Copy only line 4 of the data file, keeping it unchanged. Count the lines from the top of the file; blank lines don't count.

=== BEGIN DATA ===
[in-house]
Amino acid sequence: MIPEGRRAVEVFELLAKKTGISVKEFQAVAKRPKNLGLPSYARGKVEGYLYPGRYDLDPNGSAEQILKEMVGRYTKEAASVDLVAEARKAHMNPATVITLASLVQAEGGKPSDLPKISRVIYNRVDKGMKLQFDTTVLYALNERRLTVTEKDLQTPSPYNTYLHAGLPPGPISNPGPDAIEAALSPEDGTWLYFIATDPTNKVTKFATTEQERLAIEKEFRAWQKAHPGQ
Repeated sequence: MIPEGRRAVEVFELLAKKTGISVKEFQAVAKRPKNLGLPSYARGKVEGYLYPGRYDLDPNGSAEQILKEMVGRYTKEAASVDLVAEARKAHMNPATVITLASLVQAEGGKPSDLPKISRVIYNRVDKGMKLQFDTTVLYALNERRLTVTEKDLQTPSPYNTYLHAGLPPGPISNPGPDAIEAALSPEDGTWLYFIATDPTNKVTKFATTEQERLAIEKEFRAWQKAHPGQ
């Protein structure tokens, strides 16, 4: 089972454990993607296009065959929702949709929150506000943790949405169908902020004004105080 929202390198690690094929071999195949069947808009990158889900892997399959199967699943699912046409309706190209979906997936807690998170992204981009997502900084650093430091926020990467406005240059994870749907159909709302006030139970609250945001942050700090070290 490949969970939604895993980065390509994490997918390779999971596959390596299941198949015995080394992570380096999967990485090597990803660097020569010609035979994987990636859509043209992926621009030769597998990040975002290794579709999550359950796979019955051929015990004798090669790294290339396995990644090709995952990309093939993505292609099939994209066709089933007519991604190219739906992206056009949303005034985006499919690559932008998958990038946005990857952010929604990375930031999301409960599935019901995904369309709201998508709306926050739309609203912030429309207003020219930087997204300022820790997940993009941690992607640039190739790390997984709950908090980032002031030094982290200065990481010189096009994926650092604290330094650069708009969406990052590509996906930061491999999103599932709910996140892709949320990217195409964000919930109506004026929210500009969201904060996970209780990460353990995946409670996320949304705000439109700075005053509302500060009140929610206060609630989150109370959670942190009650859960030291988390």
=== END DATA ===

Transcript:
């Protein structure tokens, strides 16, 4: 089972454990993607296009065959929702949709929150506000943790949405169908902020004004105080 929202390198690690094929071999195949069947808009990158889900892997399959199967699943699912046409309706190209979906997936807690998170992204981009997502900084650093430091926020990467406005240059994870749907159909709302006030139970609250945001942050700090070290 490949969970939604895993980065390509994490997918390779999971596959390596299941198949015995080394992570380096999967990485090597990803660097020569010609035979994987990636859509043209992926621009030769597998990040975002290794579709999550359950796979019955051929015990004798090669790294290339396995990644090709995952990309093939993505292609099939994209066709089933007519991604190219739906992206056009949303005034985006499919690559932008998958990038946005990857952010929604990375930031999301409960599935019901995904369309709201998508709306926050739309609203912030429309207003020219930087997204300022820790997940993009941690992607640039190739790390997984709950908090980032002031030094982290200065990481010189096009994926650092604290330094650069708009969406990052590509996906930061491999999103599932709910996140892709949320990217195409964000919930109506004026929210500009969201904060996970209780990460353990995946409670996320949304705000439109700075005053509302500060009140929610206060609630989150109370959670942190009650859960030291988390």